Researchers at The University of Texas MD Anderson Cancer Centre have found the diversity and composition of the faecal microbiome to be linked to long-term tumour response and survival in patients with pancreatic cancer.
The faecal bacterial DNA from matched short- and long-term survivors from two independent cohorts was observed, and it was found that long-term survivors had a substantially greater diversity of bacterial species, and also that the presence of genera Pseudoxanthomonas, Saccharropolyspora and Streptomyces and the species Bacillus clausii was predictive of longer survival in both cohorts.
Within the study mice received stool transplants from patients who had advanced pancreatic cancer, including patients who had survived for more than five years, and healthy controls. Mice that received faeces from long-term survivors had smaller tumours than those that received transplants from healthy controls.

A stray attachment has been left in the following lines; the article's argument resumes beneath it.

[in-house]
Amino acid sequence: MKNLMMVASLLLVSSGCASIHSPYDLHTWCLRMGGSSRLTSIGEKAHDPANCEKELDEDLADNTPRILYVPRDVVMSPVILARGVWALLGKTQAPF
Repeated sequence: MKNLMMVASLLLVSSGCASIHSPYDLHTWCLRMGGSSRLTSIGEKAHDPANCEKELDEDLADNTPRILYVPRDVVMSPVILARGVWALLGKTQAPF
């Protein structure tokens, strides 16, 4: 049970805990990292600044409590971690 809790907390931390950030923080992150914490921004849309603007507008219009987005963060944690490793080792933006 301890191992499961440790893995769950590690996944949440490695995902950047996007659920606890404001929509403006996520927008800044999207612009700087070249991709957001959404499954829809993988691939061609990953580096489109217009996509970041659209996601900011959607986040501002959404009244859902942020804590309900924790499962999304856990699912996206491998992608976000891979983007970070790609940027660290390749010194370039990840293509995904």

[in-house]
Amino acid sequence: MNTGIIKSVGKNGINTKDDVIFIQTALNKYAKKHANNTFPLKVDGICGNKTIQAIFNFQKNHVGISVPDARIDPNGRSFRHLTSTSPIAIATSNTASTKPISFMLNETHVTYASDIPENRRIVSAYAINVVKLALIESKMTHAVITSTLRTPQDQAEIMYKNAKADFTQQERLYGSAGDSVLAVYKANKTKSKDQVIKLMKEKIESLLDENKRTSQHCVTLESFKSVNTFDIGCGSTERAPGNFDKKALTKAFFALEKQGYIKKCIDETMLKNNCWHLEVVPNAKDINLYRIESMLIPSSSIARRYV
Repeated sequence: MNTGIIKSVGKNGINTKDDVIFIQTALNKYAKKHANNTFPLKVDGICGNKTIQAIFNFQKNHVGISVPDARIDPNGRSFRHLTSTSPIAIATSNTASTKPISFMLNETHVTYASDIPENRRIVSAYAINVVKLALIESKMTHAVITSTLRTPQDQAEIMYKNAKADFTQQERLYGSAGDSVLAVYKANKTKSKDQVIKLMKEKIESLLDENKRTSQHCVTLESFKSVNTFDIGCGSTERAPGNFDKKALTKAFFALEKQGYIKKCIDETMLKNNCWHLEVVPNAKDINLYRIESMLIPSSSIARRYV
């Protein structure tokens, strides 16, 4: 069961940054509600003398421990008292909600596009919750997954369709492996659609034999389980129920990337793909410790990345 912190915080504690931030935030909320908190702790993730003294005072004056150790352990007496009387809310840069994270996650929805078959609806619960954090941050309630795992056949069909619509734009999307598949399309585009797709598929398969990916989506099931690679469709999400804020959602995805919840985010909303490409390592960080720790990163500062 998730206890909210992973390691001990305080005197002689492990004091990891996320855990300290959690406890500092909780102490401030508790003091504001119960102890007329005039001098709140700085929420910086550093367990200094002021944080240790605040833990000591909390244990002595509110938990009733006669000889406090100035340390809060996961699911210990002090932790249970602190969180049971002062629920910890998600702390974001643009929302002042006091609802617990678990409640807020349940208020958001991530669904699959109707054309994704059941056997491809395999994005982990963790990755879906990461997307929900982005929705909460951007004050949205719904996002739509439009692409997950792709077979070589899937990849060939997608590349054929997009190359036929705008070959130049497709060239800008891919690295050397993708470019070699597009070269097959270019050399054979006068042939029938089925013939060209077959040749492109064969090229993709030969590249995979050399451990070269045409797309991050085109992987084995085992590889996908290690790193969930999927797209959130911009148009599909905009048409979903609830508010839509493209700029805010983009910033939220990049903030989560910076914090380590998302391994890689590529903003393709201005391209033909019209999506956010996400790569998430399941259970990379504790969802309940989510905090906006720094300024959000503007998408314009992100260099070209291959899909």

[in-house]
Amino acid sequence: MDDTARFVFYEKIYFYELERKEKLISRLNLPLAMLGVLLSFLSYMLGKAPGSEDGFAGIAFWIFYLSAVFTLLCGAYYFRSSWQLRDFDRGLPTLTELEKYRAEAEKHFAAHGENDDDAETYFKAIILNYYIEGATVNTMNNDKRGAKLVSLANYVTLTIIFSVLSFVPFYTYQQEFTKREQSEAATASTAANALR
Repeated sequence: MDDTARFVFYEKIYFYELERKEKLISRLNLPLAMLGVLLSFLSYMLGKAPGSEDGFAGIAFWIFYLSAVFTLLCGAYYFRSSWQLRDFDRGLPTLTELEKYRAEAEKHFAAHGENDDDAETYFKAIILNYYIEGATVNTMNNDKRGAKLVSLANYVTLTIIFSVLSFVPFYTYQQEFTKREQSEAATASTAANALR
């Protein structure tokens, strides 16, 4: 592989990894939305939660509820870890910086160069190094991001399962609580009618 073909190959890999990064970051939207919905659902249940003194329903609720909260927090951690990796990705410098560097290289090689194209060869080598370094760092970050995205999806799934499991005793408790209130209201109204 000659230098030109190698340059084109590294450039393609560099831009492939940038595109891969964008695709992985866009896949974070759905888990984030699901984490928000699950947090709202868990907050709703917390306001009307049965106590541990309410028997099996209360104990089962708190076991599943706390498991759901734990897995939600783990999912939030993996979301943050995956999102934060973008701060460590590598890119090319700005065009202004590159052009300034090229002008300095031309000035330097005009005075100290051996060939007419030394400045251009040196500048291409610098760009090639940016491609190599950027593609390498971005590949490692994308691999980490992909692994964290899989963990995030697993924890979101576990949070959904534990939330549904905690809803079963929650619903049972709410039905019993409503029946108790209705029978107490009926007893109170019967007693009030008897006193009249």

Although the tumour microbiome cannot be altered directly, if there is crosstalk between the gut and tumour microbiomes, then the results of these experiments suggest the therapeutic potential of faecal transplants to improve pancreatic cancer treatment. http://www.firstwordpharma.com